Moving on from my journalistic report and bringing to the fore my role as Team Manager and Chairman of Selectors of the England national side, we’d prefer to have to work harder for our wickets, even if we can claim to have applied pressure to bring them about. Our performance against spin, Jeetan Patel finished with figures of 0-98 on his home ground, was extremely encouraging. Pakistan in Lahore however will be a different kettle of the proverbial fish. We look forward to the challenge though. We currently sit joint top of the GTL table alongside South Africa and India. They too have won three matches and lost one. Entertaining ‘The Proteas’ at home will follow the trip to Pakistan.

The squad to travel to Pakistan will be named after careful consideration has been provided. Rotation of our pace bowlers continues to be of paramount importance as we look to sustain our intensity throughout the duration of the competition. Thoughts of adding additional spin options to the XI will be weighed up as will selecting spin-skilled batsmen. The players continue to be humbled by the support of the fans.

Family Roots

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Some people say that it’s not easy to be the younger sibling of a superstar. Fortunately I don’t have a younger sibling so no poor sod has to carry that burden!

Billy Root however has to try and carve out a career of his own in the shadow of his elder brother, England Test captain Joe Root. Billy hit the headlines last week when brother Joe smacked him for six to win a one-day game but actually Root Jnr. is starting to scratch out a decent career for himself at Nottinghamshire.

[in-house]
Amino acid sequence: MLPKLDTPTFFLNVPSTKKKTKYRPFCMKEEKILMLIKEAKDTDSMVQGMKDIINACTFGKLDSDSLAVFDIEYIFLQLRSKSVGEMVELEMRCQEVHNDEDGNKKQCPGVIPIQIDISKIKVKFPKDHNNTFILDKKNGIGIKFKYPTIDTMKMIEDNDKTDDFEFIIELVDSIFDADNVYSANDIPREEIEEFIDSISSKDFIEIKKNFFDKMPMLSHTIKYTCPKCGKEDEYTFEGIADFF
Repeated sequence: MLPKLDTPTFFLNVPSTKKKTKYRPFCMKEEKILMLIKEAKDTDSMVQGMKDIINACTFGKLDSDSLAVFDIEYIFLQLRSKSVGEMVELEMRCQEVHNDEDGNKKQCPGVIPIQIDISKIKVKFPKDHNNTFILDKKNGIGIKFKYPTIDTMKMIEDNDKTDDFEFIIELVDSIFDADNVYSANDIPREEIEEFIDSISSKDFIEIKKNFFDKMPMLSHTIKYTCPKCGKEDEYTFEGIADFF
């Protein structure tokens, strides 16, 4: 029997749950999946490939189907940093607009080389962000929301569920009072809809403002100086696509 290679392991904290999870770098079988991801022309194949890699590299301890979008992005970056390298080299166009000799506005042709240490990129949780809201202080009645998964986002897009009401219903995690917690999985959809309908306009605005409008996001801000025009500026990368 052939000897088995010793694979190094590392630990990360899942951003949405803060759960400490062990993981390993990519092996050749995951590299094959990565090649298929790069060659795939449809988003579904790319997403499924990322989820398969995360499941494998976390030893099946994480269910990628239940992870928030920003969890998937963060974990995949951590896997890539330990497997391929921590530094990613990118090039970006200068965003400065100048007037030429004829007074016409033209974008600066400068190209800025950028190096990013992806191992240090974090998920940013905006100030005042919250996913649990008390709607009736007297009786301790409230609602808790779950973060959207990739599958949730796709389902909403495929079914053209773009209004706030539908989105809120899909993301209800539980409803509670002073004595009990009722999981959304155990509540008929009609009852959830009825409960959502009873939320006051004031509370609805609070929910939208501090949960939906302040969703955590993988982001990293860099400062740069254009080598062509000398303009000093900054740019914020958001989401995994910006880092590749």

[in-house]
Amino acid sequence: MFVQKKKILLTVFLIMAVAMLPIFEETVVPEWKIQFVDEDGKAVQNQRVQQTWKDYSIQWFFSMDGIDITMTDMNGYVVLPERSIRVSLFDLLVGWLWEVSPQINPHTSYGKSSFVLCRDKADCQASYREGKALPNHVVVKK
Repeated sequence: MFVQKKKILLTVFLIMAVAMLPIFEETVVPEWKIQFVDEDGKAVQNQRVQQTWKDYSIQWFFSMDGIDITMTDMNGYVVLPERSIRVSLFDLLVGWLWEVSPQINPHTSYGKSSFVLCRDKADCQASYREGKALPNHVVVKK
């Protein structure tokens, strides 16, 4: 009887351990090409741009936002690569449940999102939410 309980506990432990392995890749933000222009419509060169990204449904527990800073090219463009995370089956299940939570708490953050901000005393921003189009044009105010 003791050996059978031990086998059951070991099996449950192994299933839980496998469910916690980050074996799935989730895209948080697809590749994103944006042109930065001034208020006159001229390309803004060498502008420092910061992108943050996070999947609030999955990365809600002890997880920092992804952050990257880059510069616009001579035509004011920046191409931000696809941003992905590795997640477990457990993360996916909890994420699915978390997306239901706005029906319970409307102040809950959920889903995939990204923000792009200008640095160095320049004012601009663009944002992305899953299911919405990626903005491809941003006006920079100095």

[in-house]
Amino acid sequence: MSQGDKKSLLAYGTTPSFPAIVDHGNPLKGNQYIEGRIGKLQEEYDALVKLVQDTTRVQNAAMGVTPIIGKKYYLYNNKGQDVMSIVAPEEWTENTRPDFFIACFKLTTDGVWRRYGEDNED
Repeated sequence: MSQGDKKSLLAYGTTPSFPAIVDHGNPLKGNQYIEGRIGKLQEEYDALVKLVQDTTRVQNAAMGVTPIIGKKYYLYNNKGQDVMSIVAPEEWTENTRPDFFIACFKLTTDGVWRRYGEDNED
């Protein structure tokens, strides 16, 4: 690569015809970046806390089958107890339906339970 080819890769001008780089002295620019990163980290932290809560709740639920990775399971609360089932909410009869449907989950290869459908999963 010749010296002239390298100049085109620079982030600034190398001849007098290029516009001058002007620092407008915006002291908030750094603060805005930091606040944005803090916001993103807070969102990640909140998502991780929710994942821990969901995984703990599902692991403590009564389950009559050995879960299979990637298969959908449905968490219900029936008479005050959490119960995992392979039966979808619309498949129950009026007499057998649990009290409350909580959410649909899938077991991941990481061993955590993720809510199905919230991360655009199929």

Will he make his home county Yorkshire curse the fact that he’s not on their books?

Maybe being away from home territory and his elder brother isn’t a bad thing. He’s already got a First Class hundred to his name, made for Leeds/Bradford MCCU against Sussex and today he tonked 107 not out from 93 deliveries (10 fours, 2 sixes) against a Warwickshire attack that included Rikki Clarke, Keith Barker and Jeetan Patel. Root compiled more runs than Michael Lumb, Riki Wessels, Samit Patel and Brendan Taylor combined.

Whether or not Billy can become the Mark to Joe’s Steve remains to be seen (That’s a Waugh reference by the way!) but regardless, he’s at least hinted that a decent domestic career could lay ahead.

Don’t get carried away Billy. Stay grounded or… rooted you might say!

Guptill Gone!

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New Zealand have dropped opening batsman Martin Guptill from their Test squad for the upcoming visit of Pakistan. Guptill will kick himself for having being run out when on 72 in New Zealand’s last Test against India as a fourth Test match century would surely have saved him from the axe. The thirty-year-old made scores of 56 and 128 not out in his most recent First Class turn out for Auckland but it wasn’t enough to save him from international omission. Guptill averages 42.35 with the bat in ODIs and 34.73 in T20Is. In the longest form of the game however and having had plenty of opportunities (47 Tests) Guptill’s average is 29.38 and that simply isn’t good enough to hold down a spot opening the batting in the Test arena. Guptill will be replaced in the squad by his domestic opening partner Jeet Raval. Guptill actually outscored Raval (84 and 19) in their last First Class match but 5156 First Class runs at 43.69 including fourteen centuries are the sort of numbers that the New Zealand selectors could no longer ignore. Raval was on the tour to India but didn’t make the final XI.

Todd Astle also returns to the frame for New Zealand and Colin de Grandhomme, capped in both limited overs formats earns a Test call-up too. Mark Craig and Mitchell Santner are amongst those injured for New Zealand whilst Jeetan Patel and Ish Sodhi are amongst the others to miss out for the Black Caps.